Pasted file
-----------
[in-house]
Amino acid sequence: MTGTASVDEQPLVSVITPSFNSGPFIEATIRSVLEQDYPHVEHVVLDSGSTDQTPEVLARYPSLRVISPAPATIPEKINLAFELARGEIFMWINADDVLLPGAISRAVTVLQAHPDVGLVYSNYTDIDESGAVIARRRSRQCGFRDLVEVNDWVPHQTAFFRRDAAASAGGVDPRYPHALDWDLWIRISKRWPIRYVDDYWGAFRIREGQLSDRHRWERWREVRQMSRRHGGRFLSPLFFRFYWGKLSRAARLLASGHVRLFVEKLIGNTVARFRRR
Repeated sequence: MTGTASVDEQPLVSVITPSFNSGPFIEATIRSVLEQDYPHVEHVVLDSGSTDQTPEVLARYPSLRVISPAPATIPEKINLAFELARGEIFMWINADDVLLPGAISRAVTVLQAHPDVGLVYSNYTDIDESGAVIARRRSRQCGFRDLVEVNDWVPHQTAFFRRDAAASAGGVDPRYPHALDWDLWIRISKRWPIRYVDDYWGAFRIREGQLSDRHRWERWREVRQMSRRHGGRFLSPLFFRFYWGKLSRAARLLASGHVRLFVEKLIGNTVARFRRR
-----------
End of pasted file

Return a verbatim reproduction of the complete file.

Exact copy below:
[in-house]
Amino acid sequence: MTGTASVDEQPLVSVITPSFNSGPFIEATIRSVLEQDYPHVEHVVLDSGSTDQTPEVLARYPSLRVISPAPATIPEKINLAFELARGEIFMWINADDVLLPGAISRAVTVLQAHPDVGLVYSNYTDIDESGAVIARRRSRQCGFRDLVEVNDWVPHQTAFFRRDAAASAGGVDPRYPHALDWDLWIRISKRWPIRYVDDYWGAFRIREGQLSDRHRWERWREVRQMSRRHGGRFLSPLFFRFYWGKLSRAARLLASGHVRLFVEKLIGNTVARFRRR
Repeated sequence: MTGTASVDEQPLVSVITPSFNSGPFIEATIRSVLEQDYPHVEHVVLDSGSTDQTPEVLARYPSLRVISPAPATIPEKINLAFELARGEIFMWINADDVLLPGAISRAVTVLQAHPDVGLVYSNYTDIDESGAVIARRRSRQCGFRDLVEVNDWVPHQTAFFRRDAAASAGGVDPRYPHALDWDLWIRISKRWPIRYVDDYWGAFRIREGQLSDRHRWERWREVRQMSRRHGGRFLSPLFFRFYWGKLSRAARLLASGHVRLFVEKLIGNTVARFRRR